Safe Routes Scoop
Teaching Children Personal Safety: Tips and Strategies

Many parents worry about the safety of their children, whether on the way to or from school, in the park, or anywhere else where constant adult supervision is lacking. One of the biggest concerns for parents is teaching their children how to be properly wary of strangers when out in public places. Yet the possibility of harm to children from unknown people, usually called “stranger danger,” can sometimes be overstated.


Much of the fear surrounding “stranger danger” comes from second- or third-hand stories, media reports, and educational films. Understandably, this information causes us to worry about our children. Yet, despite all of the attention focused on “stranger danger,” a closer look at child abductions doesn’t necessarily justify our conclusions on the severity of the problem. In the majority of cases, the danger comes not from a stranger, bur rather a perpetrator known to the parent or child. Of the approximately 69,000 abductions reported each year, 82 percent involve a family member, according to data from the U.S. Department of Justice. Non-family abductions account for the remaining 18 percent and, of those, only 37 percent involve a stranger, just 6.7% of the total.


Ignoring these significant distinctions between types of strangers when teaching “stranger danger” may do

do little to address the actual threats children can encounter, or even deny them an opportunity to get help when needed. This famously happened with a Cub Scout lost in the Utah wilderness in 2005 who initially avoided his rescuers, even after being lost for days, because of fear of approaching strangers. Since most children’s encounters with adults do not involve actual strangers, it is important to teach children to be wary of people they have met only a few times as well as what is appropriate behavior with any adult.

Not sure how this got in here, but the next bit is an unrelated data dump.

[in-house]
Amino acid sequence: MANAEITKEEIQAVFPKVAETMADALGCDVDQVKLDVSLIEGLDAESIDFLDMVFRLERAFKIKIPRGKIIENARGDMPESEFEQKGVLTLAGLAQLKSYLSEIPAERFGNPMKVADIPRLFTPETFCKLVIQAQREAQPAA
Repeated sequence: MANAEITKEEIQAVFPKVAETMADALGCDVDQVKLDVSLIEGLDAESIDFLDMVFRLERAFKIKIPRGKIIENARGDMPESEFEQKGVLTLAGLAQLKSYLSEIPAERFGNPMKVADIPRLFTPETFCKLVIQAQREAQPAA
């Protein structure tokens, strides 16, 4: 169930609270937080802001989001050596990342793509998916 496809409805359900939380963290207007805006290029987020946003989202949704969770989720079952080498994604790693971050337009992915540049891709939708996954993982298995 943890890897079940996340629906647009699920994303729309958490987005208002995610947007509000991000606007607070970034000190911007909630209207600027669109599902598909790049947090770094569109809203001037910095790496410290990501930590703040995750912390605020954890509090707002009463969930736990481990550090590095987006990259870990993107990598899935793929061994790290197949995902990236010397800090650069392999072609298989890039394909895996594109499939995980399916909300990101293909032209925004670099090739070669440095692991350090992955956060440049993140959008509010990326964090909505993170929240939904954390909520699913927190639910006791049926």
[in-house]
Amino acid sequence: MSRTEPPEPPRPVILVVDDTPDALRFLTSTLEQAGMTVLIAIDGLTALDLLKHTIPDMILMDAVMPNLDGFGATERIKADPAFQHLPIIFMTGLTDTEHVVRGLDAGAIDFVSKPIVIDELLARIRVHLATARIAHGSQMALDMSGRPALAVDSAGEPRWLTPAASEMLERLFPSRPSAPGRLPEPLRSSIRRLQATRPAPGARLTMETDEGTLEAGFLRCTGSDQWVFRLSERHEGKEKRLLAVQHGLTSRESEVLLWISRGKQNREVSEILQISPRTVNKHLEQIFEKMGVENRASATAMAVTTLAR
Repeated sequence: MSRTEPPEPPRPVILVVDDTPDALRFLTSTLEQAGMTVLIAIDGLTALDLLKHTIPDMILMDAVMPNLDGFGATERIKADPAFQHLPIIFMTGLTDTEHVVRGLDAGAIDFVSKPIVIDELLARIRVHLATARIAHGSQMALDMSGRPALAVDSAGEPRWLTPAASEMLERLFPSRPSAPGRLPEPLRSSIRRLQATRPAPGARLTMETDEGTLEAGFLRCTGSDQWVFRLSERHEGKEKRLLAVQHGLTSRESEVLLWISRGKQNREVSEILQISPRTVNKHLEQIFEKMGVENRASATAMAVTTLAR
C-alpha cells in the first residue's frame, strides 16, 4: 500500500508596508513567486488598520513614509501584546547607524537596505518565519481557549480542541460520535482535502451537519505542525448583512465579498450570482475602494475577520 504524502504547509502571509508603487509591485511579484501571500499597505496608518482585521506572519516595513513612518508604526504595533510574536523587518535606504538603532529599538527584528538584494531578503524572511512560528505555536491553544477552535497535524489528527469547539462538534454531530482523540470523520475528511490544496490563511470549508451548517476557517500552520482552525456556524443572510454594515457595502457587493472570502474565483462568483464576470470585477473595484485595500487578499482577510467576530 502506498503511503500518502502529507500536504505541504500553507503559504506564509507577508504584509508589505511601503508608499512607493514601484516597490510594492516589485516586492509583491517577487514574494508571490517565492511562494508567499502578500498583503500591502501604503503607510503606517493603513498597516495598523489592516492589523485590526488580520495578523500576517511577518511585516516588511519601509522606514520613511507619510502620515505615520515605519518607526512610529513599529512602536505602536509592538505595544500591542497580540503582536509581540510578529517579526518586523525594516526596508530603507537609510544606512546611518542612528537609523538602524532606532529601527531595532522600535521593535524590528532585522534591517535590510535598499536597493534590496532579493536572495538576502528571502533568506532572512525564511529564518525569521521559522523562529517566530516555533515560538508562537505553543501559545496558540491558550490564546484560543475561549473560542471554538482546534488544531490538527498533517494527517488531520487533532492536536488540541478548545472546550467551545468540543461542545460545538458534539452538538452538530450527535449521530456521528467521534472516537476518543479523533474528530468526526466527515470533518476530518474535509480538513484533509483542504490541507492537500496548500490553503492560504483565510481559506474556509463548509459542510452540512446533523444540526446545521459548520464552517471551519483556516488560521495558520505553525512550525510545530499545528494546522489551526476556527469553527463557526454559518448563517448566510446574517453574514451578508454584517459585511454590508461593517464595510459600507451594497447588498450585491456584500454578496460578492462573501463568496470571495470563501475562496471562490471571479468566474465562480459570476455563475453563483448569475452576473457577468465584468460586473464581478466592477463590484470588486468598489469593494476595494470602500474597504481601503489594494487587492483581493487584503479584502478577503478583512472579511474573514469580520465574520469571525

Some organizations, including the National Center for Missing & Exploited Children (NCMEC), believe that society needs to retire the “stranger danger” message, which that group views as incomplete and outdated.  NCMEC has learned that children do not fully understand the concept and are confused by the concept of “good” and “bad” strangers. They will often describe a stranger as someone who is “ugly or mean” and don’t perceive “nice-looking or friendly” people as strangers. All the same, making it clear to your child that most people would rather help than hurt a child can dispel some of the anxiety children face when being taught about safety.


Most importantly, perhaps, is teaching children in a way that allows them to understand the situation without scaring them. Going over simple rules

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